$627,000 to acquire electronic control weapons that have an audit trail to monitor usage and compliance with use of force policies.
$594,000 to purchase on-body cameras, as required by the CASA and state law.
$500,000 for the Violence Intervention Program, including restorative justice programs, which has a track record of dramatically reducing violence in cities across the nation.”

The Fiscal Year 2020-2021 approved general fund budget for APD contains a line item of $29,280,000 for “PD-PROFESSIONAL ACCOUNTABILITY”. The funding is funding for the Compliance Bureau which has 61 sworn police assigned to the APD divisions associated with the Department of Justice Consent Decree reforms and enforcement.


The city council approved a garbage and recycling collection rate increase raising rates by $2 instead of the $1.55 as was originally requested by the Keller Administration. The monthly residential rate will now be $17. The rate increase is needed to allow the Solid Waste Department to increase its workload maintaining medians, clearing illegal dump sites and more.


The City employs upwards of 6,000 full time employees. With the decline in city revenues and the pandemic, the Keller Administration and the City’s Finance Department was very concerned that there would be a need for layoffs and furloughs in order to balance the budget. On Friday, April 17, the Keller Administration announced that the City of Albuquerque had a projected budget shortfall that could last through 2021. The City’s Chief Financial Officer Sanjay Bhakta said preliminary estimates indicated the city would bring in $600 million in revenue this fiscal year, down from the $627 million projected.

According to Bhakta, the city took steps to lessen the impact of the budget crisis by implementing the following:

The city imposed an aggressive hiring freeze with the exception of public safety
All travel for the remainder of the year was canceled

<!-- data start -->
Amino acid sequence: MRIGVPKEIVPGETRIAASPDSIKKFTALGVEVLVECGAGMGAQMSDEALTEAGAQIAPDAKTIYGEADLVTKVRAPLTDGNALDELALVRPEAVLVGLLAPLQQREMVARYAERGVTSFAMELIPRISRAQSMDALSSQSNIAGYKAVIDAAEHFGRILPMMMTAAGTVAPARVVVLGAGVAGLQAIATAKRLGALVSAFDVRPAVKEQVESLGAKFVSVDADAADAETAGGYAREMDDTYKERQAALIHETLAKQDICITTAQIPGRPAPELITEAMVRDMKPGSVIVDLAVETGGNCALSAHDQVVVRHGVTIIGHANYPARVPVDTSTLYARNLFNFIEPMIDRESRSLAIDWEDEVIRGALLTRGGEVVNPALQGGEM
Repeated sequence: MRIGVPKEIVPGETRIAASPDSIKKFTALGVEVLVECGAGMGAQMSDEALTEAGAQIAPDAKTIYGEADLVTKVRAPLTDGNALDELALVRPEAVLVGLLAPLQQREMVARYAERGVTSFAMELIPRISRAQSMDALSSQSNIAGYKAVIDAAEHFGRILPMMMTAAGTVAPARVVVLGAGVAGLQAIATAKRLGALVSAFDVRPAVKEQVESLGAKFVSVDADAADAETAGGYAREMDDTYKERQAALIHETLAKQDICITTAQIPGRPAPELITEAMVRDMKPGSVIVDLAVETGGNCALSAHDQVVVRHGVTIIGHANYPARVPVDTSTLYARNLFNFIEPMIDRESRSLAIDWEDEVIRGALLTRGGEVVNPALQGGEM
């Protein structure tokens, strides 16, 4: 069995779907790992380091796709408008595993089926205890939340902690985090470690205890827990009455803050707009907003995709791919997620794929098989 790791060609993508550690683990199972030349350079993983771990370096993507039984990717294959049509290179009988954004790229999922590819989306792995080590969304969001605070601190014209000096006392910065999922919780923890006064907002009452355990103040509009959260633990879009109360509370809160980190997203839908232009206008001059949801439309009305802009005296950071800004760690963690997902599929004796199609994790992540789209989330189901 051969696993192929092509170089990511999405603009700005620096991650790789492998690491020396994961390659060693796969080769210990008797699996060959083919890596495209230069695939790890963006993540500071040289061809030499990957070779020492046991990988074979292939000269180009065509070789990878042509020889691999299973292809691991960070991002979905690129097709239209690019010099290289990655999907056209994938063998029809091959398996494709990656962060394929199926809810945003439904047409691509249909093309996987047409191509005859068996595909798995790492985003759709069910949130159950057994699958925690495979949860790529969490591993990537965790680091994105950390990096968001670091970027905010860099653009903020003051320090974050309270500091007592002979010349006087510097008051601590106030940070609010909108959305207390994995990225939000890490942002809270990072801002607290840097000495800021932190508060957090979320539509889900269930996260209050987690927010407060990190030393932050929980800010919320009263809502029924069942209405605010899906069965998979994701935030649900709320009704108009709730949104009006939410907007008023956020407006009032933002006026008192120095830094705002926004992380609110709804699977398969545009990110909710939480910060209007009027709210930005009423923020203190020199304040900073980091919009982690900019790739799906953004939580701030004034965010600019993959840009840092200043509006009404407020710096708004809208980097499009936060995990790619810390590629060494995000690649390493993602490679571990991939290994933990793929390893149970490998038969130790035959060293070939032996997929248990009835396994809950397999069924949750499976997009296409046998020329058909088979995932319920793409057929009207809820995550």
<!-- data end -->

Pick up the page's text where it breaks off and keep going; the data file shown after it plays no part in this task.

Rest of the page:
All city contracts with vendors are being reviewed and cut if necessary
The mayor has ordered his department heads to find cost-saving measures

The 2020-2021 enacted budget was able to avoid layoffs and furloughs in order to balance the budget. The city received $150 million through the CARES Act and is continuing to spend down the balance before the December 30 deadline. City officials credited the $150 million in federal assistance for preventing layoffs and furloughs.

Under the 2020-2021 adopted city council budget, municipal workers will not get a cost-of-living raise. Notwithstanding no raises, the city budget is providing a one-time payment to help each city employee to offset increases in health care insurance coverage.


City Council Budget Chairman Isaac Benton had this to say about the enacted budget:

“I think it’s a good budget. It’s mostly, largely, what the mayor proposed. He proposed a good budget. … We’ve tweaked it somewhat, but I think we’re all going the same direction, and that’s a good thing.”

The enacted budget will now go to Mayor Keller for his approval. Keller for his part had this to say:

“We worked closely with City Council throughout this difficult, unprecedented budget cycle. … This financially-sound budget focuses on investing in fighting violent crime, supporting families and small businesses through the pandemic, and strengthens our commitment to public safety with a new cabinet-level department that we will be able to build up over time.”


The most critical functions of the Albuquerque City Council are the oversight authority over city finances, all appropriations, the job performance of the various departments and enacting a balanced budget. The oversight authority includes having public hearings on the city’s budget to allow public the opportunity to give input on how the city spends taxpayer money. Further, the budget process is critical to force all city departments to justify their budgets and to adjust department’s budgets as the need mandates it.


Mayor Tim Keller secured considerable news coverage nationally back in June when he called the Washington Post on a Sunday to first announce the new “Albuquerque Community Safety” (ACS) department. No one should be surprised at Tim Keller for wanting a national story given his penchant for news coverage, promoting the city and running for a second term.

The new department as originally proposed by Keller was to have 192 employees. Keller cut it to 100 positions and then the City Council gutted it to 13 positions. The projected budget went from $10.9 Million when it was announced by Keller with great fanfare to a Keller proposed budget of $7.5 Million. The City Council has now gutted it to $2.5 Million in the approved budget.

The Albuquerque City Council has caught onto Keller’s publicity seeking ways and is now demanding a more thought-out approach when it comes to creating and funding a whole new department. Now that the new department has been pared down to 13 employees, it really is not a city department.

Mayor Keller must be faulted for the sloppy manner in which his new department was first proposed. The lesson Keller needs to learn is that just because you come up with a great idea that you know will generate press, you need to make sure all the groundwork is in fact done and nothing in the planning and preparation can be left to chance.